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The EWG also comes up with a list of the Clean Fifteen — fruits and vegetables with the least pesticide residues. The EWG notes also that “since 2012, the American Academy of Pediatricians Council on Environmental Health has emphasized that children’s exposure to pesticides should be as limited as possible because pesticide exposure during pregnancy and early childhood increases the risk of brain tumors, leukemia, neurodevelopmental defects, and other adverse birth outcomes.” The data the EWG analyzed is the result of tests conducted by the government, in which they found the residues of 225 different pesticides on fruits and vegetables that Americans eat every day, but note that the risk of consuming pesticide residue isn’t assessed by the government.
Why This Matters:Experts still recommend that you eat more fruits and veggies despite these pesticide residues. Fresh and whole (rather than processed) fruits and vegetables are essential to a good diet. I (Monica) was surprised that the foods tested had been thoroughly washed and peeled, just as consumers would prepare food at home. So it is concerning. Even foods labeled as “organic” may have pesticide residues — so they may be better but it is not a guarantee. Eating more of the clean dozen will definitely minimize exposure. What we really need is for the government to do more testing on these pesticides to determine whether our exposure to them should be limited or certain pesticides should be banned (see our story yesterday about Roundup). Congress in 2016 revised the law governing the use of toxic chemicals, and the EPA announced yesterday that in compliance with this law it is doing expanded testing on 20 “high priority” chemicals. But whether they will take a hard look at those top priority toxins, much less expand the list to look at the pesticides that come up most often in the Agriculture Department tests, is doubtful.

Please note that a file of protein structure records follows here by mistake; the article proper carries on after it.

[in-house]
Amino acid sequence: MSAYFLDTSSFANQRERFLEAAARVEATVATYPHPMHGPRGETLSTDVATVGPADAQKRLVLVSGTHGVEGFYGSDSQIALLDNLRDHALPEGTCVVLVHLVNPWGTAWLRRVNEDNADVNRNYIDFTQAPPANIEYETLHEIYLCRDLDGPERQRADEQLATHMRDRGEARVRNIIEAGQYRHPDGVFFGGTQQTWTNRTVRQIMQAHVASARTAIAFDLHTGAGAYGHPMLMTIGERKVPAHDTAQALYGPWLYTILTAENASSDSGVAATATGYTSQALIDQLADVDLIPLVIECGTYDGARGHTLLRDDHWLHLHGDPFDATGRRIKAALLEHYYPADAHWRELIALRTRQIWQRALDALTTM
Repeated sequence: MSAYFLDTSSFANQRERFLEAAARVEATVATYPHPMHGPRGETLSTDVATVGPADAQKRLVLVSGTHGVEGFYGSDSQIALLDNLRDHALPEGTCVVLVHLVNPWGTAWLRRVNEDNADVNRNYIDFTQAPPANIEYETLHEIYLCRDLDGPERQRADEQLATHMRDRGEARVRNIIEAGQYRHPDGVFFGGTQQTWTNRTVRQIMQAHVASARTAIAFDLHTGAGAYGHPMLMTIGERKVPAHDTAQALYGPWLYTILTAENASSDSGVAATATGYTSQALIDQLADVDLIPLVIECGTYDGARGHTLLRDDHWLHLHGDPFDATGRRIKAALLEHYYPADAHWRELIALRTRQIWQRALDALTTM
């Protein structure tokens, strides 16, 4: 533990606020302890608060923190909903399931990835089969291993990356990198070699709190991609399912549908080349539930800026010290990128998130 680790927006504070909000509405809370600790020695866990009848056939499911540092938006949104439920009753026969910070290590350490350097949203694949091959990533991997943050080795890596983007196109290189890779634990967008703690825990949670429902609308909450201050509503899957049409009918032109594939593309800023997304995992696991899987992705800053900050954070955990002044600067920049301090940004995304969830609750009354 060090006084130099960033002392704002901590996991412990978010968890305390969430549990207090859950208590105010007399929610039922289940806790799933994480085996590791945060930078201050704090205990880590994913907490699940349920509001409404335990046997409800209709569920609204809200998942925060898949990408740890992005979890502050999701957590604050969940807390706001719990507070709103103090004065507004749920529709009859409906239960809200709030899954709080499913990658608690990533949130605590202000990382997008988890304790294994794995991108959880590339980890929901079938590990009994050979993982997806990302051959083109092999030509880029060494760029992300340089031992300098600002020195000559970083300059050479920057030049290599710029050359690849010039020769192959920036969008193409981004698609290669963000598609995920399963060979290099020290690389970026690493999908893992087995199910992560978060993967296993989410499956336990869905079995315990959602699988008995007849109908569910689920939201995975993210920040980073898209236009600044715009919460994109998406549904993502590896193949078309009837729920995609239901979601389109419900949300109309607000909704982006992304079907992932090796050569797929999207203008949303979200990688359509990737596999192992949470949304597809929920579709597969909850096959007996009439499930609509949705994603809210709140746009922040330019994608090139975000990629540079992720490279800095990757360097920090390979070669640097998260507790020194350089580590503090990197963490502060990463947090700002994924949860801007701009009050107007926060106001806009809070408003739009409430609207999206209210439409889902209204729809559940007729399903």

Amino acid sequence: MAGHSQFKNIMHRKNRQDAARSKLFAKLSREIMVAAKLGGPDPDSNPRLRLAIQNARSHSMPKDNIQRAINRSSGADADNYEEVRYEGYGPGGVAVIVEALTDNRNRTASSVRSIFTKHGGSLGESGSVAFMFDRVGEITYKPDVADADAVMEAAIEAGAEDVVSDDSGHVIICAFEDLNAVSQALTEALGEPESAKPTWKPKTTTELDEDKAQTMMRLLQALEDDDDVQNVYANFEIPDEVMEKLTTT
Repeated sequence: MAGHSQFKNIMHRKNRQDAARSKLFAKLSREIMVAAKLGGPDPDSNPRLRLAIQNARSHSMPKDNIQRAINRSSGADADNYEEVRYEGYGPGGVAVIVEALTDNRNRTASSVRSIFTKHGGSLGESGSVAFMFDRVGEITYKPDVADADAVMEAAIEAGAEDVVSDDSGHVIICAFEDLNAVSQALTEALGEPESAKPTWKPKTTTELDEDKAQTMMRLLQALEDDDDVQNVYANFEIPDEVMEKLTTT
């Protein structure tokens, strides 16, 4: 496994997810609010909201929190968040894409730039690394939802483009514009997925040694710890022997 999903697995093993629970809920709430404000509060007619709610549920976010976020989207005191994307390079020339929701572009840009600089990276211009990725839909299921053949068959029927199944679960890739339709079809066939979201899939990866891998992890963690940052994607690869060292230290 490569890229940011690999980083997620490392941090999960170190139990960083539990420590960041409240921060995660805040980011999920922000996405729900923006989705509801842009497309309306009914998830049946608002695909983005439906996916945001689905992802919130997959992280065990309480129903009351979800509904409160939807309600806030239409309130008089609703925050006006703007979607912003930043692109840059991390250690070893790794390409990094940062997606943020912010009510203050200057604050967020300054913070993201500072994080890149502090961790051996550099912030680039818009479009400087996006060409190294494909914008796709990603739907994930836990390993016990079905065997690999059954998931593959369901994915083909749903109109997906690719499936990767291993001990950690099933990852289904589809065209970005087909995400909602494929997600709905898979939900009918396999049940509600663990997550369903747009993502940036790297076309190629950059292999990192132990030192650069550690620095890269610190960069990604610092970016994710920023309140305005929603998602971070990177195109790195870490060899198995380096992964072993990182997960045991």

To Go Deeper: You can read the full EWG Report here. And there is an excellent book (Rachel Carson winner for the best environmental book of 2018) called Whitewash that investigated the efforts by Monsanto to keep the evidence of the cancer link to its product Roundup out of the news.
Why This Matters: The fact that Bayer is likely to get approval for this new crop, which would be resistant to the active chemical in Roundup, suggests that the losses in court had and will continue to have little impact on the company’s trajectory. Just because these herbicides won’t “harm” GE corn does not mean they won’t harm us.
As Pride Month has come to a close, we wanted to recognize members of the LGBTQ+ community who are breaking down barriers — gastronomic and cultural. Earlier this week a blog on Ecowatch.com called Food Tank spotlighted 24 collectives, farms, and other organizations that are working to strengthen LGBTQ+ representation in the food system, which […]
With supermarkets running low on meat, seafood is a healthy option, and sales of frozen seafood like shrimp and canned seafood (much of which is imported) are up over last year, according to some retailers. Most of the domestic seafood landed and sold in the U.S. comes from small fishing businesses and goes to restaurants and those sales are down as much as 95% across the country.
Why This Matters: Congress provided $300m for fishers in stimulus funding, but it is only a “drop in the bucket” of what is needed to keep fishers afloat said Alaskan commercial fisher Julie Decker on Tuesday at a forum convened by the Ocean Caucus Foundation.
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